I had to declare bankruptcy.
I was a real estate flipper in the height of the market. I lived in a 3,200 square foot house on an acre of land. Drove around in a gigantic Hummer. Hit up the casinos on the regular. Ate out every night. In one year I had close to a half million dollars pass through my bank account. I held title to seven investment properties. And while I was creating revenue, I was also leveraged to the max. I was sitting under a mountain of crushing debt. I was fat. I was unhappy. I was unhealthy…both physically and spiritually. And then the economy went to shit.
I would lie awake at night wondering how to keep all the balls in the air. Both of my vehicles were repossessed. All of my houses were in foreclosure, including the one I lived in. The creditors were calling me every day. I was being audited by the IRS. I had let down friends who had partnered with me on deals. I had run out of options.
It was one of those life changing moments. And while it was horrible, I was not going to let it define me.
So I got rid of everything I had. And once the dust settled I started a little blog where I wrote about the one thing that still brought me joy in that dark place I was in. I started from scratch. I had no idea what I would write about every day but I made it a daily practice. It was a hobby that I could really get into. And then twitter happened. And I connected with folks just like me that shared the same interests. And my life began to get brighter. I took what I had learned from my hobby blog and decided that it could be something I could turn into an actual business.
I thought about what was trending at the time. I did a little research using Google and found a niche that had a significant amount of searches performed for it every month and made up my mind that I would build a blog around it. What was it? Cupcakes.
Now mind you I knew nothing about cupcakes. I didn’t bake them and I only occasionally ate them. But through free resources available on the internet I knew that I would get traffic if I wrote about them.
I had just finished up a book by Gary Vaynerchuk called “Crush It”. I was inspired. Gary mentioned that in this newly emerging digital economy, “information DJs” would be able to make money. And I thought, that’s the kind of business I’m going to build. Like a DJ plays other people’s music. I would promote bakers’ cupcakes.
I purchased a URL. Installed WordPress. Grabbed a Twitter handle and a Facebook page and started posting pictures of cupcakes with a link out to the original source. I didn’t write any text. Just an image of the cupcake with a link to whom it was made by. I didn’t ask permission. I just did it. 10 posts a day. I treated it like a business. I was serving the food blogging community. Some may be thinking…but you stole those images. Stay with me here…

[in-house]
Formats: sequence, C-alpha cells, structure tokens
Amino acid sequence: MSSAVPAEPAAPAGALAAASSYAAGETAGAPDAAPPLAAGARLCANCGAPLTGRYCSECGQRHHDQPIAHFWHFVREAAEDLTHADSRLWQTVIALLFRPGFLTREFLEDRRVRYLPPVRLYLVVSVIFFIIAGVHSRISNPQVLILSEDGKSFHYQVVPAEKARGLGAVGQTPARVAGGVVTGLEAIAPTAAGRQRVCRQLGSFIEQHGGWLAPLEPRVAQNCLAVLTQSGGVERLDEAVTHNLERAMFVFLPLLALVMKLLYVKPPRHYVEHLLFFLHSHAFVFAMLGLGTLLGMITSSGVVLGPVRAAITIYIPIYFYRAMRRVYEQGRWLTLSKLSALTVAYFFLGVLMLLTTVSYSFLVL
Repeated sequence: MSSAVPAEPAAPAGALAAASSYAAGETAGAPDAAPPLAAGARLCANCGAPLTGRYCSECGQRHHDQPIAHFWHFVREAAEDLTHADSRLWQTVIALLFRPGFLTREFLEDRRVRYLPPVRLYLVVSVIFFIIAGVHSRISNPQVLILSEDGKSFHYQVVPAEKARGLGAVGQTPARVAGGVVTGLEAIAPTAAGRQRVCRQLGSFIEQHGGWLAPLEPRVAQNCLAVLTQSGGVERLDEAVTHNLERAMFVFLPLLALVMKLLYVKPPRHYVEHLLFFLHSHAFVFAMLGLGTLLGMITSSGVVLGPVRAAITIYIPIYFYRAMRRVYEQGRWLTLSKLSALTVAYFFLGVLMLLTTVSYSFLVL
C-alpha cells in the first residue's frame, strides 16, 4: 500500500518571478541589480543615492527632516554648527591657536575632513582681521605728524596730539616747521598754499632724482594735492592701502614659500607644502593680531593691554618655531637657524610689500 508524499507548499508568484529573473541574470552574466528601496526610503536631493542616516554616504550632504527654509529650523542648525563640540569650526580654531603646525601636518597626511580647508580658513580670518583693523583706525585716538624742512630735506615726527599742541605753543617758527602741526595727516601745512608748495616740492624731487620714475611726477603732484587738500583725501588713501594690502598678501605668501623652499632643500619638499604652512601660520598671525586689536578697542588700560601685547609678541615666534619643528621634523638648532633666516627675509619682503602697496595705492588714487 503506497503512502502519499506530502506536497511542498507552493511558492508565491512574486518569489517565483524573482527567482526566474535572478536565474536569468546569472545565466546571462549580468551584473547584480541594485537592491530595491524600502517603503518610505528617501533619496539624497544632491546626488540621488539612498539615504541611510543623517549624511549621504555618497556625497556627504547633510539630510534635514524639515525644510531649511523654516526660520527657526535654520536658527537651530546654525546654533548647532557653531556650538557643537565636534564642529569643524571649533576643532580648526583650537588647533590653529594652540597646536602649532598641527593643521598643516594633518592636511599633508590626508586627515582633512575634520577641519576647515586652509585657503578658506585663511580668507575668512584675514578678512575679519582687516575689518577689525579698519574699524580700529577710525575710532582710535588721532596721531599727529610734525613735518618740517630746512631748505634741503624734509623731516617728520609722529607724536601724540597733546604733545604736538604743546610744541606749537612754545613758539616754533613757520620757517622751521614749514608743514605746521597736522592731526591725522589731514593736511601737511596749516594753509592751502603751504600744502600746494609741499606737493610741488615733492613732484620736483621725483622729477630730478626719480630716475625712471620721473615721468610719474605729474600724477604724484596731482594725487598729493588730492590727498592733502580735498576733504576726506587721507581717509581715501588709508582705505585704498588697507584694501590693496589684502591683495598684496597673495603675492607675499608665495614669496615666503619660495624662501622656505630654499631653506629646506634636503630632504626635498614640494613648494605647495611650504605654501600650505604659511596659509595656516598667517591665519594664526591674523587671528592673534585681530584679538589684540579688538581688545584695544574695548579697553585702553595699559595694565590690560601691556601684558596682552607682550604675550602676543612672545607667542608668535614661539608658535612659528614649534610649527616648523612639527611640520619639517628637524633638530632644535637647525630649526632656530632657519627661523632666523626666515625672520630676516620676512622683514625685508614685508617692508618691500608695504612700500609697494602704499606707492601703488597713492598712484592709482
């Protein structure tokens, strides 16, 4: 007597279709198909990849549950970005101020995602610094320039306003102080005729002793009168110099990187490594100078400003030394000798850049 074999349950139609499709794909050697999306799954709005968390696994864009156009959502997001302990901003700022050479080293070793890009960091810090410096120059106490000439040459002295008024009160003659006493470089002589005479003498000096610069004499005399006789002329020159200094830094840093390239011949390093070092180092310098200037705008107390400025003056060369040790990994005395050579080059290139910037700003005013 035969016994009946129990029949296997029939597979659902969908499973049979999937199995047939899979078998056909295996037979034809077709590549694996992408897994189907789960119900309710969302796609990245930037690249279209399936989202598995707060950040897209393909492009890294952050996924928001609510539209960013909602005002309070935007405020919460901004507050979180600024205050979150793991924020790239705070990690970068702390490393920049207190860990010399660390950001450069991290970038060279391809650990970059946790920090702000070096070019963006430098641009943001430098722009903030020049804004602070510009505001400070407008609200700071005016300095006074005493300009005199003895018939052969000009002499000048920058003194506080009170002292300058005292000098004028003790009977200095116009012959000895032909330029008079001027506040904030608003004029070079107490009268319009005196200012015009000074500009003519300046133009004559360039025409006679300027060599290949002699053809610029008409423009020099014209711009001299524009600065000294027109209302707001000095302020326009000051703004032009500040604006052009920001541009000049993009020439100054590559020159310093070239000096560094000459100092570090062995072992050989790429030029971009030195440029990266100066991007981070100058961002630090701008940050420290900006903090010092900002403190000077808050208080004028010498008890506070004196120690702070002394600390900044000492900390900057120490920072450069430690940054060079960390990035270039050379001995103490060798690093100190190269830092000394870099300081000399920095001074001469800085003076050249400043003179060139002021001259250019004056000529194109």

I became a sort of Google of cupcakes. See..Google is a curator of content. An information DJ of sorts. When someone comes to Google and asks them a question, they don’t know the answer but they freely admit that. They say..hey…I don’t know…but here are 55 million other people who do. They direct their traffic to other websites. They turn their traffic fire hose towards other sites bringing in floods of traffic to those they promote. It’s a genius business model. Bloggers put pics up on their websites and Google indexes them. When a blogger’s site comes up in a Google search it may display one of their images or a small excerpt from their content with a link to their site. Bloggers don’t get mad at Google for displaying some of their content in an effort to bring them more traffic do they?
This is what I was trying to accomplish. I knew I wasn’t as talented in the kitchen as the bakers that I featured so I decided to become a marketing machine to drive traffic to them. I wanted to serve them. And in serving them, I also ended up serving myself. And I did all this work for free, in the beginning. It wasn’t until I had significant traffic that I placed ads on my site. I had earned the trust of the bakers. I had put the time in. They had seen the effects of my promotion.
So, here’s how I did it. I started the blog. I did 10 posts a day religiously. It only took me an hour per day to get the posts up. I did them sitting in bed from my laptop. I treated it like a business and I saw my traffic start to grow. And the bakers that I served saw their traffic start to grow. And I started getting bakers submitting work to me to feature. And after 24 months I was receiving roughly a half million pageviews per month on the site and generating over $1,000 a month in income. Roughly 30 hours of work per month was bringing in $1,000. That’s $33 an hour.
A wise man that I follow said that you should “Always be selling”. I took that advice and listed my site on Flippa and auctioned it off for $36,200. And then I took a year off. I’ve now started two new blogs and am using the same principles I used to build my cupcake blog. Find a niche that has traction. Serve the bloggers you are promoting by driving them traffic. Sell. Rinse and repeat. The business model is simple really. Most successful business models are. And you can do it too. Just treat your blog like a business and make sure you serve, serve, serve. Serve others and it will come back to you tenfold.
Anyone who tells you that you can’t make money blogging is someone who hasn’t made money blogging.